Closing the Digital Divide: How Comcast-NBCUniversal Does Community Impact

One way to measure inequality in the country is through the digital divide. A Pew Research Center article revealed that even as lower-income Americans make gains in tech adoption, the divide persists. Around 29 percent of adults with household incomes below $30,000 a year don’t own a smartphone and more than four-in-ten don’t have home broadband services (44 percent) or a traditional computer (46 percent). Meanwhile, higher-income Americans are also more likely to have multiple devices that enable them to go online. This divide also impacts children, including fostering a so-called the “homework gap”—the gap between school-aged children who have access to high-speed Internet at home and those who do not.

Philanthropy has been one ally in helping narrow this divide. The Knight Foundation has taken an interest in bridging the digital divide since at least 2002. And not too long ago, Knight and Google linked up to invest in free Wi-Fi for households in New York City. Meanwhile, Microsoft Philanthropies has made expanding access to technology and digital skills the centerpiece of its global work.

Comcast-NBCUniversal also has an interest in this space. At Social Innovation Summit 2019 recently held in L.A., I connected with Dalila Wilson-Scott, Senior Vice President of Community Impact for Comcast Corporation and President of the Comcast NBCUniversal Foundation, to find out more about its work in this area and its overall philanthropic strategy.

Like many corporations, Comcast-NBCUniversal’s giving mainly takes place in cities where it has a presence—though it also extends beyond that. Like many companies, too, this one looks to engage its employees in its philanthropic efforts. Wilson-Scott explains that: “Employees can structure projects for the company in and around issues we support. But an employee can also say he or she’s been involved with this charter school, for instance, and would love to do a special project here, or want to do coding bootcamp there. Employees can really get engaged and structure a project and we give them the supplies and resources to make that happen and make grants to the nonprofits that are involved as well.”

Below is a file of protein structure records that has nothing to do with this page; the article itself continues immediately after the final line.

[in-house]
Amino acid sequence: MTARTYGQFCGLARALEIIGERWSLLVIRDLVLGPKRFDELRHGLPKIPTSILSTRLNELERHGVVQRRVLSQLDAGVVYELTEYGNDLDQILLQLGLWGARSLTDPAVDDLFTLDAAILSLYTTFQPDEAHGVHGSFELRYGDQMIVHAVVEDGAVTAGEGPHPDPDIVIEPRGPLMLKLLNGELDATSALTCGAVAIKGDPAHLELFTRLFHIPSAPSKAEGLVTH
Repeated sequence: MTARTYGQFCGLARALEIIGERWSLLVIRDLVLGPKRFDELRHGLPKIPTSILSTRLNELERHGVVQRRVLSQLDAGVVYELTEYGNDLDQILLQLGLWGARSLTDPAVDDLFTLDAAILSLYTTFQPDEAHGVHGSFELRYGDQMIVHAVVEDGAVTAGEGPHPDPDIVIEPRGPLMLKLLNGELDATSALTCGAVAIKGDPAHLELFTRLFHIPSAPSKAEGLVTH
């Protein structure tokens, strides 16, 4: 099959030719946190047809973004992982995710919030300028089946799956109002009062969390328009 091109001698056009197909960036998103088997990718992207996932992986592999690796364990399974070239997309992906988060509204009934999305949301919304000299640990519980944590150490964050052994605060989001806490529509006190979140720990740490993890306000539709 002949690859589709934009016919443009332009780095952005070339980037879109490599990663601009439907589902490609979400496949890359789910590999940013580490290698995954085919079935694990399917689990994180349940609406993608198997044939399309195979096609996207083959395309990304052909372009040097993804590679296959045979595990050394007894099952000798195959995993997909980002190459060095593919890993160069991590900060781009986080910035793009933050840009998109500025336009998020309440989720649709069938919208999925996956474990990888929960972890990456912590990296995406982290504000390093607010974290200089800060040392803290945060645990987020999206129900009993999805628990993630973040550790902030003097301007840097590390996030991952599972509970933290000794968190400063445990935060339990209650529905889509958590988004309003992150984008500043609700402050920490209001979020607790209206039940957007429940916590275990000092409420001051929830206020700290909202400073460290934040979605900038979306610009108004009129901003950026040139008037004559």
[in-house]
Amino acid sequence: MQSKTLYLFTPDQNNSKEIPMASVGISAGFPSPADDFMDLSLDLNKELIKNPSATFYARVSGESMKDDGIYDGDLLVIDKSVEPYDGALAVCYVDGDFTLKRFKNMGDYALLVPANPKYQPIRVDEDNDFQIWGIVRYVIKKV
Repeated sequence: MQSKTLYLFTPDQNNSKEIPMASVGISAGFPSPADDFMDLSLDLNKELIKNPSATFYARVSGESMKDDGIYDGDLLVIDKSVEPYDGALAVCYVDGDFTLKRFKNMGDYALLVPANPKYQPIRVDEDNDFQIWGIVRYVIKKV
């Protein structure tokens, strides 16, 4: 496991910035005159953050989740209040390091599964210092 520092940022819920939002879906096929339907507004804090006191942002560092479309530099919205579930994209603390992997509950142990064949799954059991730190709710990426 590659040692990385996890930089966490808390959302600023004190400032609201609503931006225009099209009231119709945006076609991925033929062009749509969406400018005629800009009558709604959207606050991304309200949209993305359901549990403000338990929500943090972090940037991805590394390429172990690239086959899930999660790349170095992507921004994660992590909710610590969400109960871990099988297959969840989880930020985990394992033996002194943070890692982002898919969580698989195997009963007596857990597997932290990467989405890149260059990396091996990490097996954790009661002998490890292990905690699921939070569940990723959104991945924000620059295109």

Wilson-Scott calls digital inclusion is a huge priority for Comcast-NBCUniversal’s philanthropy, tying the digital divide to overall issues of opportunity. “Connecting in home to the Internet to do homework or apply for jobs is a huge difference. Most skills that you need for any job, not just in the tech industry, require digital skills.”

As for how the company helps, Wilson-Scott says: “We work on everything from outfitting a lab in a community center that’s going to be used by people who aren’t normally connected to the internet, and also providing people with the right equipment whether it’s laptops and other devices.”

In terms of impact, Wilson-Scott tells me about Naomi Maldonado, who started in a program in Camden, New Jersey with a partner organization called Hopeworks, which uses social entrepreneurship in website development & GIS to transform youth and bring success. “What makes them unique is that they work with employers to find out what their tech issues are and then they train kids and young adults on those specific issues,” Wilson-Scott says. And today, Naomi is a certified Salesforce Administrator, and an Analyst, working at Comcast in Philadelphia. “Knowing that we were able to support her, and that she wasn’t initially even interested in technology… now she’s a top performer, an inspiration to youth, and she’s been great energy that gets people jazzed,” Wilson-Scott adds.